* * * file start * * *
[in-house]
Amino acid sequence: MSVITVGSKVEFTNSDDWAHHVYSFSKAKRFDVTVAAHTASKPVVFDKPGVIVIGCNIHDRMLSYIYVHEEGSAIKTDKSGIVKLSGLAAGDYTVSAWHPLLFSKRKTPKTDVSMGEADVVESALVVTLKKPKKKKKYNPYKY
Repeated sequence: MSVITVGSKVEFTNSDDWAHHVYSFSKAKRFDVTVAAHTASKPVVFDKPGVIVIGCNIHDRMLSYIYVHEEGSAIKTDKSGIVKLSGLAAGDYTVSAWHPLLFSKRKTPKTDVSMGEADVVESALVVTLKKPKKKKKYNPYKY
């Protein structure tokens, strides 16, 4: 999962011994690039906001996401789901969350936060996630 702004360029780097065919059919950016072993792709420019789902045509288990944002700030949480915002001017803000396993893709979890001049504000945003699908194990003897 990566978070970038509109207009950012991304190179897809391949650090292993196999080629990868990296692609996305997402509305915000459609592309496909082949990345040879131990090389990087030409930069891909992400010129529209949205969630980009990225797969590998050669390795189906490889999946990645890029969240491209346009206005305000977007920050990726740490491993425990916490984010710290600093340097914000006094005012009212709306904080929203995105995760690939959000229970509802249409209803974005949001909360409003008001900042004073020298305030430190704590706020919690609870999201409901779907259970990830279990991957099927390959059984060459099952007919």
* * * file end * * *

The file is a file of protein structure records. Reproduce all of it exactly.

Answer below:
[in-house]
Amino acid sequence: MSVITVGSKVEFTNSDDWAHHVYSFSKAKRFDVTVAAHTASKPVVFDKPGVIVIGCNIHDRMLSYIYVHEEGSAIKTDKSGIVKLSGLAAGDYTVSAWHPLLFSKRKTPKTDVSMGEADVVESALVVTLKKPKKKKKYNPYKY
Repeated sequence: MSVITVGSKVEFTNSDDWAHHVYSFSKAKRFDVTVAAHTASKPVVFDKPGVIVIGCNIHDRMLSYIYVHEEGSAIKTDKSGIVKLSGLAAGDYTVSAWHPLLFSKRKTPKTDVSMGEADVVESALVVTLKKPKKKKKYNPYKY
């Protein structure tokens, strides 16, 4: 999962011994690039906001996401789901969350936060996630 702004360029780097065919059919950016072993792709420019789902045509288990944002700030949480915002001017803000396993893709979890001049504000945003699908194990003897 990566978070970038509109207009950012991304190179897809391949650090292993196999080629990868990296692609996305997402509305915000459609592309496909082949990345040879131990090389990087030409930069891909992400010129529209949205969630980009990225797969590998050669390795189906490889999946990645890029969240491209346009206005305000977007920050990726740490491993425990916490984010710290600093340097914000006094005012009212709306904080929203995105995760690939959000229970509802249409209803974005949001909360409003008001900042004073020298305030430190704590706020919690609870999201409901779907259970990830279990991957099927390959059984060459099952007919």